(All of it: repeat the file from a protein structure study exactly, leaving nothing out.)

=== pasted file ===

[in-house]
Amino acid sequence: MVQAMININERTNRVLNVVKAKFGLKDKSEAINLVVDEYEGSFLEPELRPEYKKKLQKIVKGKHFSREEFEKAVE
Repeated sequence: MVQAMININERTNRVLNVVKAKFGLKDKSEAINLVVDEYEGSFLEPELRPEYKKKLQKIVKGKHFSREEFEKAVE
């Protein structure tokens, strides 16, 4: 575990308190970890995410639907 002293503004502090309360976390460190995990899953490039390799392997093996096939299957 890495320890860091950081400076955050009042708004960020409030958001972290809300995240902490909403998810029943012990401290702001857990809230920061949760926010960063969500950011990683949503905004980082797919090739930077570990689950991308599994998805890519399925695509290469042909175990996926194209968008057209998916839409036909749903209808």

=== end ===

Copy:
[in-house]
Amino acid sequence: MVQAMININERTNRVLNVVKAKFGLKDKSEAINLVVDEYEGSFLEPELRPEYKKKLQKIVKGKHFSREEFEKAVE
Repeated sequence: MVQAMININERTNRVLNVVKAKFGLKDKSEAINLVVDEYEGSFLEPELRPEYKKKLQKIVKGKHFSREEFEKAVE
């Protein structure tokens, strides 16, 4: 575990308190970890995410639907 002293503004502090309360976390460190995990899953490039390799392997093996096939299957 890495320890860091950081400076955050009042708004960020409030958001972290809300995240902490909403998810029943012990401290702001857990809230920061949760926010960063969500950011990683949503905004980082797919090739930077570990689950991308599994998805890519399925695509290469042909175990996926194209968008057209998916839409036909749903209808």